Dell Technologies is eliminating about 6,650 jobs as it faces plummeting demand for personal computers, becoming the latest technology company to announce major workforce cuts.
The reduction amounts to about 5% of Dell’s global workforce, the company said in a regulatory filing early Monday.
Dell is experiencing market conditions that “continue to erode with an uncertain future,” co-Chief Operating Officer Jeff Clarke wrote in a memo viewed by Bloomberg.
Dell shares dropped 3% by the market’s close Monday compared with a 1% decline in the tech-heavy Nasdaq 100 index.
After a pandemic-era PC boom, Dell and other hardware makers have seen demand crater. Industry analyst IDC said preliminary data show that personal computer shipments dropped sharply in the fourth quarter of 2022.
Among major companies, Dell saw the largest decline — 37% compared with the same period in 2021, according to IDC. Dell generates about 55% of its revenue from PCs.
Clarke told workers that previous cost-cutting measures, including a pause on hiring and limits on travel, are no longer enough.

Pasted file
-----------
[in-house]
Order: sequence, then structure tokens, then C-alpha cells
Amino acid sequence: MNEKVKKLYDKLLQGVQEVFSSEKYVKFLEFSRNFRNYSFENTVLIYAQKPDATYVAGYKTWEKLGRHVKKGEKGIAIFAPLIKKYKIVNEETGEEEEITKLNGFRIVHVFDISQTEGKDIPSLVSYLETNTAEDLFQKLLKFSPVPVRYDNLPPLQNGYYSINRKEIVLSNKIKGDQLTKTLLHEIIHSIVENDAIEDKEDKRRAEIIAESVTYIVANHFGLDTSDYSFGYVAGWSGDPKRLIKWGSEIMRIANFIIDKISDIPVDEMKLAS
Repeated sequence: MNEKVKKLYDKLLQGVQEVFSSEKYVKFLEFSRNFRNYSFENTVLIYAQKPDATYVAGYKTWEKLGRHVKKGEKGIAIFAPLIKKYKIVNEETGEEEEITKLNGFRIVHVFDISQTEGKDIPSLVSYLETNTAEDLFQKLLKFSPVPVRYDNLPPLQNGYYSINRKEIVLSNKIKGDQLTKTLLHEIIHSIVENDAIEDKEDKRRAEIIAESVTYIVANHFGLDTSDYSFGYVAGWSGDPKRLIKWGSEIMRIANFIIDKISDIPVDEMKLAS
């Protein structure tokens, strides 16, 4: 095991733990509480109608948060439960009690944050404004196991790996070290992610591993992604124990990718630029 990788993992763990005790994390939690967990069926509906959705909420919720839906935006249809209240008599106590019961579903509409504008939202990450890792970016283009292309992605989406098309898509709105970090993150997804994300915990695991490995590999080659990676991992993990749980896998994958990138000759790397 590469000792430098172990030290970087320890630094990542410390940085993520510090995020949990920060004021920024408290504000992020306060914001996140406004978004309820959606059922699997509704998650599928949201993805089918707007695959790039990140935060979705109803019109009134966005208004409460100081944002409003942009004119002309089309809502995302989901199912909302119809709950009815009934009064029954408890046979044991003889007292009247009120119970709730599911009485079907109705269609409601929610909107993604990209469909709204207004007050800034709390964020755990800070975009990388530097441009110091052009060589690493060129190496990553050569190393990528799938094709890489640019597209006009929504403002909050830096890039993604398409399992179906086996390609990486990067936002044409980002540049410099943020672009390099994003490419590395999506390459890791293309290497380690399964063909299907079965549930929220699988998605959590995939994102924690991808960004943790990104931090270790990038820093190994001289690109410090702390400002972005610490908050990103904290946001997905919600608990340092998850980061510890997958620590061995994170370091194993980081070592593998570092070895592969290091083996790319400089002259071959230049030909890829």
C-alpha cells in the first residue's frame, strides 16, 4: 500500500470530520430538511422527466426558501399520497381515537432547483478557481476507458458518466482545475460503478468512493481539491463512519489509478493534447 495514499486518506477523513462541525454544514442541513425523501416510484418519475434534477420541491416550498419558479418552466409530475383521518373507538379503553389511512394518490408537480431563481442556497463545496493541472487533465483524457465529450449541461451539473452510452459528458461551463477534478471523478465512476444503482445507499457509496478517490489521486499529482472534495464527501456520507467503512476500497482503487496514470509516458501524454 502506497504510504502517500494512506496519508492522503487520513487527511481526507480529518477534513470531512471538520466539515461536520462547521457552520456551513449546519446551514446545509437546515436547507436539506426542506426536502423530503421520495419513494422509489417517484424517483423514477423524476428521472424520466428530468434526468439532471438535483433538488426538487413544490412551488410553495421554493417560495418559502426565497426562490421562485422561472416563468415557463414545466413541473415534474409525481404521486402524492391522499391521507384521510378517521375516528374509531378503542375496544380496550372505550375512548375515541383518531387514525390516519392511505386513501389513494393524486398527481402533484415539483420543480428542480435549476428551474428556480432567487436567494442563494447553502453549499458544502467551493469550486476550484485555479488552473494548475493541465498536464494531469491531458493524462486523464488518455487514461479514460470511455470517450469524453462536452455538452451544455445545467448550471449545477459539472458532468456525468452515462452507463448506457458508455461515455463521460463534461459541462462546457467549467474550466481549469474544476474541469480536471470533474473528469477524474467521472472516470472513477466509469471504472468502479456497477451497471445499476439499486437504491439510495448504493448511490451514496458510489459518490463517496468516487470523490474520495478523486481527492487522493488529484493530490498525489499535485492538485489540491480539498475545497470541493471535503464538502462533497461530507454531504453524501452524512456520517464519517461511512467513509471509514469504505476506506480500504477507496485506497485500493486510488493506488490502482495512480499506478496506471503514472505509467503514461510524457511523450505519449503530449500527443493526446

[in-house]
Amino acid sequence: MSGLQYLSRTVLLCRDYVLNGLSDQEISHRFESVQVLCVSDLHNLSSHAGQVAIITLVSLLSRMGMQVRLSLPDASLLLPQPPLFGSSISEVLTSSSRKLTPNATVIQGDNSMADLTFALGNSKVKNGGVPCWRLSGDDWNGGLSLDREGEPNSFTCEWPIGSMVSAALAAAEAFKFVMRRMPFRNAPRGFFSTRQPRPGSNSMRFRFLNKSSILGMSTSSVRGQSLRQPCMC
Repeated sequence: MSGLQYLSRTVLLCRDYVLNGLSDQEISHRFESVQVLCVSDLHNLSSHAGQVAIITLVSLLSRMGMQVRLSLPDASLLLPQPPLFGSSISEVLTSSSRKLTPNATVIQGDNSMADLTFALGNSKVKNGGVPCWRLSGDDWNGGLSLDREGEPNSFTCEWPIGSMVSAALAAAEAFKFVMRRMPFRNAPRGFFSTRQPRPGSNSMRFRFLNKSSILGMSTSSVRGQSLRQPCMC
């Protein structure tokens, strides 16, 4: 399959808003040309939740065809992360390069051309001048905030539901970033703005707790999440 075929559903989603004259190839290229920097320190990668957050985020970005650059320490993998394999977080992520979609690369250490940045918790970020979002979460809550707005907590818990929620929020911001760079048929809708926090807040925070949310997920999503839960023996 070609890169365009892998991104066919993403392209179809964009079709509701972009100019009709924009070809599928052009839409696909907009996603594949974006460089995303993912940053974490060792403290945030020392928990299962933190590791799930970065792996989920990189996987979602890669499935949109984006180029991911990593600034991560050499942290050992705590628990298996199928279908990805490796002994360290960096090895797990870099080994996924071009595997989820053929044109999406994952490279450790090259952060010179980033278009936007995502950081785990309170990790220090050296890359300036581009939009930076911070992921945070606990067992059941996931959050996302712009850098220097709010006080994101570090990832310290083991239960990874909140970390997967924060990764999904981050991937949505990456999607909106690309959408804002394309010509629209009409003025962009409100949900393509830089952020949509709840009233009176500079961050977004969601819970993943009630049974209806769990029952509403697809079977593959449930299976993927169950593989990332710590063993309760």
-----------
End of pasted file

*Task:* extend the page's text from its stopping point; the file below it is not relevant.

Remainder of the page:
The department reorganizations, along with the job reductions, are viewed as an opportunity to drive efficiency, according to a company spokesperson.
The move “affirms our expectation of a delayed PC rebound in 2023 and suggests further sales erosion in the company’s client solutions group, especially in 2H,” Woo Jin Ho, senior analyst at Bloomberg Intelligence, said in a note.
“Though we calculate the move could cut annual expenses by $700 million-$1 billion, helping to preserve margin and limiting the dent to EPS, Dell still faces limited visibility in PC demand.”
The tech sector announced 97,171 job cuts in 2022, up 649% compared with the previous year, according to consulting firm Challenger, Gray & Christmas.
After the reduction, the head count for Round Rock, Texas-based Dell will be its lowest in at least six years — about 39,000 fewer employees than in January 2020, before the company spun out its stake in VMware.
Dell reported a 6% sales decline in the period that ended Oct. 28 and gave a revenue forecast for the current quarter that fell short of analysts’ estimates, saying that customers were reducing their purchases of information technology.